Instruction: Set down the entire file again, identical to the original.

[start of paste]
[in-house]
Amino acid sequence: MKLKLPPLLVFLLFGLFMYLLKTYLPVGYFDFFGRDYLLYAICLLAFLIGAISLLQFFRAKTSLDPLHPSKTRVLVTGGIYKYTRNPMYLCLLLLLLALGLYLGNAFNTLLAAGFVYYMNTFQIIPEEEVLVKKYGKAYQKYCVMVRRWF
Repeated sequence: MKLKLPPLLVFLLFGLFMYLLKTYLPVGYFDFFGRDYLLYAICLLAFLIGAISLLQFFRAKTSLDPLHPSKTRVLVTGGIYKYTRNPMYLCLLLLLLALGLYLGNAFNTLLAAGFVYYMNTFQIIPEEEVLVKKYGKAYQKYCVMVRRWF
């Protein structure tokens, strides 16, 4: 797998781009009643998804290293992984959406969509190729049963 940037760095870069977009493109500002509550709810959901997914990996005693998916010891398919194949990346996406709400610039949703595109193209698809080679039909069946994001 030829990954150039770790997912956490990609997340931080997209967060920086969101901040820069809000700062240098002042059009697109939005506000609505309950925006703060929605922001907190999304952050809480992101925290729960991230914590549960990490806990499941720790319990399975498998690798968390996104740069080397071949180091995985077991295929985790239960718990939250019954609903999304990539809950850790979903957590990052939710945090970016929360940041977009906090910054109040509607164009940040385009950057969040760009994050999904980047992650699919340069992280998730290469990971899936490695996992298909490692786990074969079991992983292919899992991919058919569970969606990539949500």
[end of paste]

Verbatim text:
[in-house]
Amino acid sequence: MKLKLPPLLVFLLFGLFMYLLKTYLPVGYFDFFGRDYLLYAICLLAFLIGAISLLQFFRAKTSLDPLHPSKTRVLVTGGIYKYTRNPMYLCLLLLLLALGLYLGNAFNTLLAAGFVYYMNTFQIIPEEEVLVKKYGKAYQKYCVMVRRWF
Repeated sequence: MKLKLPPLLVFLLFGLFMYLLKTYLPVGYFDFFGRDYLLYAICLLAFLIGAISLLQFFRAKTSLDPLHPSKTRVLVTGGIYKYTRNPMYLCLLLLLLALGLYLGNAFNTLLAAGFVYYMNTFQIIPEEEVLVKKYGKAYQKYCVMVRRWF
């Protein structure tokens, strides 16, 4: 797998781009009643998804290293992984959406969509190729049963 940037760095870069977009493109500002509550709810959901997914990996005693998916010891398919194949990346996406709400610039949703595109193209698809080679039909069946994001 030829990954150039770790997912956490990609997340931080997209967060920086969101901040820069809000700062240098002042059009697109939005506000609505309950925006703060929605922001907190999304952050809480992101925290729960991230914590549960990490806990499941720790319990399975498998690798968390996104740069080397071949180091995985077991295929985790239960718990939250019954609903999304990539809950850790979903957590990052939710945090970016929360940041977009906090910054109040509607164009940040385009950057969040760009994050999904980047992650699919340069992280998730290469990971899936490695996992298909490692786990074969079991992983292919899992991919058919569970969606990539949500």